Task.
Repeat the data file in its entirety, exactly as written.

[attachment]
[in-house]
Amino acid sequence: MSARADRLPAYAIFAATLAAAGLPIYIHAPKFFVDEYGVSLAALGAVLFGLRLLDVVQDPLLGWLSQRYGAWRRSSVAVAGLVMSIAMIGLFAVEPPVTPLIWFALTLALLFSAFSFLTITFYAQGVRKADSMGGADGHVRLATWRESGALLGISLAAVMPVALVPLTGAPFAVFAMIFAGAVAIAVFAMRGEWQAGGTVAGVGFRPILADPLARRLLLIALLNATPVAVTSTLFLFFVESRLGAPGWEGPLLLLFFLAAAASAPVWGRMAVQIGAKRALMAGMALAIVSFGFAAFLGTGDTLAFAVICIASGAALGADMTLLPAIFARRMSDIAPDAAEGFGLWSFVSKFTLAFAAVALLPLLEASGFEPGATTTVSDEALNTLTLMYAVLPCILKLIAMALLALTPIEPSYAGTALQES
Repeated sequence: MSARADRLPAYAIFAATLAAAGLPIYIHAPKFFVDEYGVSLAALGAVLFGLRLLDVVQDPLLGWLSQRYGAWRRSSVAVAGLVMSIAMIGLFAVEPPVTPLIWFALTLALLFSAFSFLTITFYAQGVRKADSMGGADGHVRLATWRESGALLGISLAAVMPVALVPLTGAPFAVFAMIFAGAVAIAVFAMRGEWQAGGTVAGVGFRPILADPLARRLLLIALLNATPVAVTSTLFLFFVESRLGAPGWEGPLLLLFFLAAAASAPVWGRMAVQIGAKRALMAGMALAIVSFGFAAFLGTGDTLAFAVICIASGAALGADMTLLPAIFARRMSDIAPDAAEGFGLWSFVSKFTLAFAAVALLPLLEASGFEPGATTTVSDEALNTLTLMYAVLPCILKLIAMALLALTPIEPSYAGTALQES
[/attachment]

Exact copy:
[in-house]
Amino acid sequence: MSARADRLPAYAIFAATLAAAGLPIYIHAPKFFVDEYGVSLAALGAVLFGLRLLDVVQDPLLGWLSQRYGAWRRSSVAVAGLVMSIAMIGLFAVEPPVTPLIWFALTLALLFSAFSFLTITFYAQGVRKADSMGGADGHVRLATWRESGALLGISLAAVMPVALVPLTGAPFAVFAMIFAGAVAIAVFAMRGEWQAGGTVAGVGFRPILADPLARRLLLIALLNATPVAVTSTLFLFFVESRLGAPGWEGPLLLLFFLAAAASAPVWGRMAVQIGAKRALMAGMALAIVSFGFAAFLGTGDTLAFAVICIASGAALGADMTLLPAIFARRMSDIAPDAAEGFGLWSFVSKFTLAFAAVALLPLLEASGFEPGATTTVSDEALNTLTLMYAVLPCILKLIAMALLALTPIEPSYAGTALQES
Repeated sequence: MSARADRLPAYAIFAATLAAAGLPIYIHAPKFFVDEYGVSLAALGAVLFGLRLLDVVQDPLLGWLSQRYGAWRRSSVAVAGLVMSIAMIGLFAVEPPVTPLIWFALTLALLFSAFSFLTITFYAQGVRKADSMGGADGHVRLATWRESGALLGISLAAVMPVALVPLTGAPFAVFAMIFAGAVAIAVFAMRGEWQAGGTVAGVGFRPILADPLARRLLLIALLNATPVAVTSTLFLFFVESRLGAPGWEGPLLLLFFLAAAASAPVWGRMAVQIGAKRALMAGMALAIVSFGFAAFLGTGDTLAFAVICIASGAALGADMTLLPAIFARRMSDIAPDAAEGFGLWSFVSKFTLAFAAVALLPLLEASGFEPGATTTVSDEALNTLTLMYAVLPCILKLIAMALLALTPIEPSYAGTALQES